When I decided
to quit my job to travel, I did the opposite of what I would recommend: I took
the "just go!" quotes literally, read inspirational gobbledygook about
how we only live once – and told myself that if I took even an hour to think
things through, I'd never end up travelling at all.
I was in my
late twenties, fresh from a brutal divorce that had left me empty and confused.
The moment I chose to take off, I was doing yoga on a rooftop in southern San
Francisco. It was near dawn; the sun was forcing the rolling fog off the Santa
Cruz Mountains. I was in the middle of a low lunge when the decision came to
me: I would leave the US and travel until I could travel no more.
I had no
savings (and only pennies in my checking account), plus more than $10,000 in
debt, including a bill from my divorce lawyer that still needed paying. I had
been abroad exactly four times, including just once as an adult. I had a
comfortable income as a wedding photographer, complete with a three-storey
house with two cars; I’d never stayed in a hostel or travelled alone. I didn’t
even own a traveller’s backpack.
What I did
have were two assignments as a travel photographer under my belt – and with
that alone, I thought, it would be easy. I could take those connections and
travel around the world, going from assignment to assignment via press junkets.
My first experience
was a road trip from Toronto to Las Vegas, paid for by a car delivery service.
Other sponsored trips followed and I started a travel blog. It was intended to
be my calling card for assignment travel photography.
Yet even with
my blog and past experience, email after email I sent to publications, trying
to get work, went unanswered. When they did get in touch, editors told me that
I had no chance of making a career with travel photography; my only chance was
to also provide the writing. While I struggled to get on the path that I wanted,
and as I expanded my blog to help get me there, I found myself wearing the hat
of a full-time blogger.
Luckily, I got
in at the right time. It was 2010, and the travel industry was just starting to
turn its attention to bloggers. As I never could have predicted, my blogging –
not my for-assignment photography – did take me around the world. I never had a
corporate sponsor, like some other travel bloggers, but I was able to link one
press junket to the next, where all of my travel was paid for by destinations
or brands. Over the next four years, I visited every continent but Antarctica.
One good strategy
I had early on was to become active on social media, concentrating on Twitter
and Instagram. At first, it was for personal reasons: I was desperately trying
to find a community to replace those that had evaporated from my life given my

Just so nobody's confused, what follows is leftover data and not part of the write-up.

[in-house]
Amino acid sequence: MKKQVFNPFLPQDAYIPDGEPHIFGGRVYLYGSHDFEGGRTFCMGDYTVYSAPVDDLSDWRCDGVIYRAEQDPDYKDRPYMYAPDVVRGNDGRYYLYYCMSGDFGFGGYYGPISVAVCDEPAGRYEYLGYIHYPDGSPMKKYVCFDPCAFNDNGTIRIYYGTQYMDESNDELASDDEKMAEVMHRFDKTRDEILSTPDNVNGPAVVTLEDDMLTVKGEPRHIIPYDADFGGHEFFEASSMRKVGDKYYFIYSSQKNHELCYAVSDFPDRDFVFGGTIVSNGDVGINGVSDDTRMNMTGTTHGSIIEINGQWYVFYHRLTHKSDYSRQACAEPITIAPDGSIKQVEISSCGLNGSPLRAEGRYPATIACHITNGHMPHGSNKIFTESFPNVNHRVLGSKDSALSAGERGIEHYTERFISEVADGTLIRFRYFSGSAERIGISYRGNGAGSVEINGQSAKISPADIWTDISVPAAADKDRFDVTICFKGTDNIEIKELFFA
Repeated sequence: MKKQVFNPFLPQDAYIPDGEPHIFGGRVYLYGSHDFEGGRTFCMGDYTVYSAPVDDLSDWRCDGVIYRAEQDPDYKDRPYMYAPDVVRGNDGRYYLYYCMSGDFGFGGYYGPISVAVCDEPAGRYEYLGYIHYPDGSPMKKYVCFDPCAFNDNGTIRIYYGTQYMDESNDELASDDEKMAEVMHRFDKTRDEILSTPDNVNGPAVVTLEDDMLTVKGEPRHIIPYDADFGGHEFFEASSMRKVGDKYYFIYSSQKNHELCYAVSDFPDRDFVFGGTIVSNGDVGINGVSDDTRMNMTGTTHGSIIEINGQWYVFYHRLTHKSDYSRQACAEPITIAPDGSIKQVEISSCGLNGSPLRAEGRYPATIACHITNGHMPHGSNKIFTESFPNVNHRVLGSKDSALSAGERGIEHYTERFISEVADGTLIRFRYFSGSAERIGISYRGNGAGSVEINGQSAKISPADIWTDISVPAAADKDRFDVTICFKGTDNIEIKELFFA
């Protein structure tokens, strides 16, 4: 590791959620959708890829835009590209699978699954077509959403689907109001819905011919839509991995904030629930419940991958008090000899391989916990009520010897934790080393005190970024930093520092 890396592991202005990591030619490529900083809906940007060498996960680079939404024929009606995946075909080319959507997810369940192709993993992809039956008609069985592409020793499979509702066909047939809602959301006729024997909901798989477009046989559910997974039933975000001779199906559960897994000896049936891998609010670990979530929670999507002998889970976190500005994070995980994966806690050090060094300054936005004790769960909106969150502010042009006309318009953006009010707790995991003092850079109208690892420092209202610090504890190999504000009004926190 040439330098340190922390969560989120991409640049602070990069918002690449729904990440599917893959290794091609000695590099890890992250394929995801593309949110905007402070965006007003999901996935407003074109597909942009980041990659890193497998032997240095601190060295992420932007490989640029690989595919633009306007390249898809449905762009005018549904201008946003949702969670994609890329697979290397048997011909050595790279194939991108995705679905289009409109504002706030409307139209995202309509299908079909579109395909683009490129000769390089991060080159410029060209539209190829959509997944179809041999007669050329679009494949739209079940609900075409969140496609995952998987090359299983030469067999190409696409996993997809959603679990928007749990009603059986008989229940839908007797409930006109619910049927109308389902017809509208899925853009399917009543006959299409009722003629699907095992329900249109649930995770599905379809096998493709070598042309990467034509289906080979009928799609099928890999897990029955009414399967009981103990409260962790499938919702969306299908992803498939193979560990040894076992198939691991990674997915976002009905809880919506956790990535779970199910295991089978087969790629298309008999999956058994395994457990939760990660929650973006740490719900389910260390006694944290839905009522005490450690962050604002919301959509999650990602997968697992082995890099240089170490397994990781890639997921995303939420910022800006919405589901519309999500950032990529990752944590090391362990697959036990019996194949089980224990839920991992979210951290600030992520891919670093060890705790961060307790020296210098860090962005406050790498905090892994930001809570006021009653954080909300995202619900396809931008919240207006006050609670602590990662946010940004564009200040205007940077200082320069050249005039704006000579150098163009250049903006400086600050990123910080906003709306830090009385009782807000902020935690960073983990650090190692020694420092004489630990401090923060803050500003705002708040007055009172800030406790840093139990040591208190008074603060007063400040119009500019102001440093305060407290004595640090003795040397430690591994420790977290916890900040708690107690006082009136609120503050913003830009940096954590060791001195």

divorce and move. I realized later that it was also free marketing for my
blogging and photography. Within two years, I was being asked to speak at travel
blogging conferences. Today, I have developed a name for myself in the niches
of mobile photography and technology – an effort that has helped me both make connections
within the industry and nurture a network of friends around the world.
The longer I
was nomadic, the more cultures I experienced. The more years I put between
myself and my divorce, the more I healed. My problems didn't go away, of course
– problems only become our baggage, carried with us as we roam – but I began to
see how I'd created my own problems, and saw how I could avoid them in the
Even more inspiring, however, was when I saw that my travels were also helping
other people. My blog and social media followers saw that I chased my dreams,
even when the odds were stacked against me – and told me over and over again
how they needed that kind of example, which was absent in their lives
I still don’t feel I’ve “made it”. I do know, however,
that I’ve come a long way in realising my dreams. And that was by just going
for it. I never did make a plan. Once on the road, with the narrow margins of
profit versus costs in travel, I never saved money. Making money while travelling
is an exception, not a rule. Even so, in my mid-thirties now, I have only a few
regrets. Chief among them is the people who have been negatively affected by
my lack of plan or savings. I’ve overextended my stay on friends' and relatives' couches,
for example, when breaks between press junkets lasted longer than I thought
they would. I’ve had moments where I couldn’t afford a plane ticket home. But I don’t regret the nights spent sleeping in bus
stations or the days without food to save money. I don’t even regret taking a
photo of some men in Istanbul that – because I had misunderstood whether they
gave me permission – led to an assault that left me with bruises. It hasn’t
always been easy, but I wouldn’t change the decision I made, those four years
ago, to leave everything and travel.
I would advise others considering a similar decision
not to listen to those who do not support your dream. But do not shame them for
doubting, either. We are all different in our levels of courage – and in the
way we view how life should be lived. As for me? In the words of motivational
author Mary Anne Radmacher, “I am not the same having seen the moon shine on
the other side of the world.” Maybe not such gobbledygook, after all.